Driving thrills combat boredom

January 4, 2011, Newcastle University

(PhysOrg.com) -- Boredom is provoking as many as a third of drivers to take unnecessary risks at the wheel, a new study has found.

Researchers at Newcastle University found that who didn’t find the highways taxing enough were more prone to speeding or overtaking as they sought excitement. As a result the researchers suggest that making roads more complicated by building in more obstacles could actually make them safer.

The study of 1,563 drivers published today in Transportation Planning and Technology, highlights to planners that efforts to make roads safer could unintentionally provoke more accidents as people may take risks to liven up their journey.

Edmund King, president of the AA and Visiting Professor of Transport at Newcastle University said: “As cars come fitted with more gadgets to make driving easier and planners remove more of the distractions it comes as no surprise to me that people are finding the pleasure of driving has become rather a chore. With that comes an increase in the risks drivers take as they mentally switch-off instead of focussing on the road.”

In the study all drivers were put into four groups. The first category, made up of nearly a third of drivers (31%) included those who are “easily bored, nervous and dangerous” – those more likely to have an accident. While, perhaps unsurprisingly, more younger drivers came into this category, more women were also found to be in this group looking for driving thrills.

The largest group, making up 35% of the driving population, are described as “enthusiastic”. The Newcastle University researchers found that they were less likely to have a crash because they find driving more challenging or intrinsically interesting. This kind of motorist enjoys driving, is calmer and  is therefore less likely to have an accident.

More than one in five drivers (21%) were found to “drive slowly and dislike driving”. While unlikely to get fined for speeding they also drove the least. The smallest group - just 13% of motorists - were labelled as “safe and slow”. Admitting to driving slowly in cities, they were also most positive about life in general.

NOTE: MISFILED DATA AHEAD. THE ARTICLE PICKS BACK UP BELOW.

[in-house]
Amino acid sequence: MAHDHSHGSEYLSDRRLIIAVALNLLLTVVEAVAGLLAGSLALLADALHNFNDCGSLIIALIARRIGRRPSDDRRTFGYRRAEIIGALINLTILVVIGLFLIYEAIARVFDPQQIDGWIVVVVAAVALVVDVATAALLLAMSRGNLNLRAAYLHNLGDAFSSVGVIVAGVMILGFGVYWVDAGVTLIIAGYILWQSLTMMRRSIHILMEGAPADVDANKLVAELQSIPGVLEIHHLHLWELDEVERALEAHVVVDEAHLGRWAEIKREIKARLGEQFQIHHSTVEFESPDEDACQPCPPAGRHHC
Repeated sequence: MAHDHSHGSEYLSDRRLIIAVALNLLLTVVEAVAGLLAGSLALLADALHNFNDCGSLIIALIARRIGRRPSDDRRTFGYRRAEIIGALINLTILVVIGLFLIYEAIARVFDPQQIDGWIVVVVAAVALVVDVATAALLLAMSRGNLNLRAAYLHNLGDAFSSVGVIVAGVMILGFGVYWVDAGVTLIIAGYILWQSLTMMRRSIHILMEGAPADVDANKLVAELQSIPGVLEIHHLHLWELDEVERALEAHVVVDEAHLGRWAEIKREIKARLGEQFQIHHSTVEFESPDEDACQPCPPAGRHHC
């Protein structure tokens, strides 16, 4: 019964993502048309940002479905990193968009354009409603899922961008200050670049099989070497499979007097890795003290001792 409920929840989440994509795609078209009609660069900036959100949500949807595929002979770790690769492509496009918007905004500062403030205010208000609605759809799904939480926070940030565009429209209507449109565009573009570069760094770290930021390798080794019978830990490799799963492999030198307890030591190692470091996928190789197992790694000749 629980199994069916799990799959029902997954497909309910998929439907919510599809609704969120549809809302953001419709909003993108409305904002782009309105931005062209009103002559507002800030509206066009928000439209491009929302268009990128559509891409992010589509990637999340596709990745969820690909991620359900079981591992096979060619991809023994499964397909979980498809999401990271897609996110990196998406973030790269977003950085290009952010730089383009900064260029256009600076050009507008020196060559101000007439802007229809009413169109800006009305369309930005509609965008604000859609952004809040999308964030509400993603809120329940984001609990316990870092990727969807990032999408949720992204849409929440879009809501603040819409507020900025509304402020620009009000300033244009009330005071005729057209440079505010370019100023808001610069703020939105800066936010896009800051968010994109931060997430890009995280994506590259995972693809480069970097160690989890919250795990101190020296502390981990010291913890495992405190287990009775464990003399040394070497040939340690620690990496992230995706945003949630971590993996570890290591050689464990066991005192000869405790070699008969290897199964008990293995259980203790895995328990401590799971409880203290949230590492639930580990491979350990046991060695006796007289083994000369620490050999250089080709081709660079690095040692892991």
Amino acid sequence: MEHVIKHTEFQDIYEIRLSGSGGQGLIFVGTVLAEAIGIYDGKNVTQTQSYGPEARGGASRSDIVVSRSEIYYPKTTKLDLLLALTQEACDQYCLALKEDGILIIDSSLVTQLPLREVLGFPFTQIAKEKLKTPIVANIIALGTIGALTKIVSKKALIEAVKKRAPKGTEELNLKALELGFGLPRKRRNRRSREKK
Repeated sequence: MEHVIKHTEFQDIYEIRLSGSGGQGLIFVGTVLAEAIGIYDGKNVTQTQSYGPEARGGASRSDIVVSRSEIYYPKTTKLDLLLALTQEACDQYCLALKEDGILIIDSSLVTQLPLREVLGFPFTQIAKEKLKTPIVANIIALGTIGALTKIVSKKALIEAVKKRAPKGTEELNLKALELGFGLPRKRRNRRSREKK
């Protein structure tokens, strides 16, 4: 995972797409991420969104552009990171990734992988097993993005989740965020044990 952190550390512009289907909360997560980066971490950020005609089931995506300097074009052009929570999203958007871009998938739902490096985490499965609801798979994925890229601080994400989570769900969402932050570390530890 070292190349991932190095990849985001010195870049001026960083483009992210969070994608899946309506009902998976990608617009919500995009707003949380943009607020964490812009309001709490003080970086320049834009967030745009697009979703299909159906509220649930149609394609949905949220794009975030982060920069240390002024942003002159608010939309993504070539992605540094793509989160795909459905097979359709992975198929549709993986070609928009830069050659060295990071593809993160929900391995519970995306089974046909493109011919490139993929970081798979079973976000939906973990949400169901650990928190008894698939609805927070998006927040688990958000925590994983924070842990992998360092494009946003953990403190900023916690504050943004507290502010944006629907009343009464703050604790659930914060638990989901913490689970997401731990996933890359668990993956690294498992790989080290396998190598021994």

Lead researcher Dr. Joan Harvey said: “It would be nice to think that we could train people to be better drivers but we think that those people who would most benefit from training are the least likely to take part. So we’ve considered the other options and contrary to what you might expect when driving, hazards can actually increase our attention to the road so this may well be the way forward for planners.

"We may need to start considering some radical schemes such as putting bends back into roads or introducing the concept of shared space as it would force motorists to think about their driving and pedestrians to think about cars."

The Newcastle research team, including Dr. Neil Thorpe and Simon Heslop, asked 1,563 UK drivers aged 17-years-old upwards to complete a questionnaire about their style and personality. They were also asked to estimate the speed they would drive on four different road types. This information formed the basis for identifying clusters of people as drivers based on their levels. These boredom-based clusters were then compared in terms of age, sex, personality, attitude, emotions and accident and offence data.

Explore further: Hazards on the road ahead

More information: Academic paper: The categorisation of drivers in relation to boredom, J. Harvey, et al. Published in Transportation Planning and Technology. www.informaworld.com/smpp/cont … 850139~frm=titlelink

Related Stories

Hazards on the road ahead

July 25, 2007

Learner drivers are being invited to test how good — or bad — they are at spotting potential hazards on the road, with the help of University of Nottingham researchers.

Risky driving puts P-platers at high danger of crash

July 23, 2009

Australia's largest study of young drivers has shown that risky driving habits are putting young drivers at a significantly increased risk of crashing, irrespective of their perceptions about road safety. The study surveyed ...

Bad driving habits start early

June 9, 2005

A new study will investigate whether children learn driving habits from their parents, years before they get behind the wheel.

Family and friends set the speedo

December 11, 2006

If your family and friends approve of speeding, then chances are you are more likely to plant your foot on the accelerator, a study by Queensland University of Technology has found.

Anxiety is a killer distraction on our roads

June 1, 2010

(PhysOrg.com) -- Driving while stressed can be as distracting and dangerous as talking on your mobile phone, according to a study by Queensland University of Technology (QUT).

Recommended for you

Study sheds new light on ancient human-turkey relationship

January 17, 2018

For the first time, research has uncovered the origins of the earliest domestic turkeys in ancient Mexico. The study also suggests turkeys weren't only prized for their meat—with demand for the birds soaring with the Mayans ...

1 comment

Adjust slider to filter visible comments by rank

Display comments: newest first

not rated yet Jan 04, 2011
D'uh, if the drive is 'boring', that just means you can push your 'tracking zone' out further and spot incoming idjits sooner...

Please sign in to add a comment. Registration is free, and takes less than a minute. Read more

Click here to reset your password.
Sign in to get notified via email when new comments are made.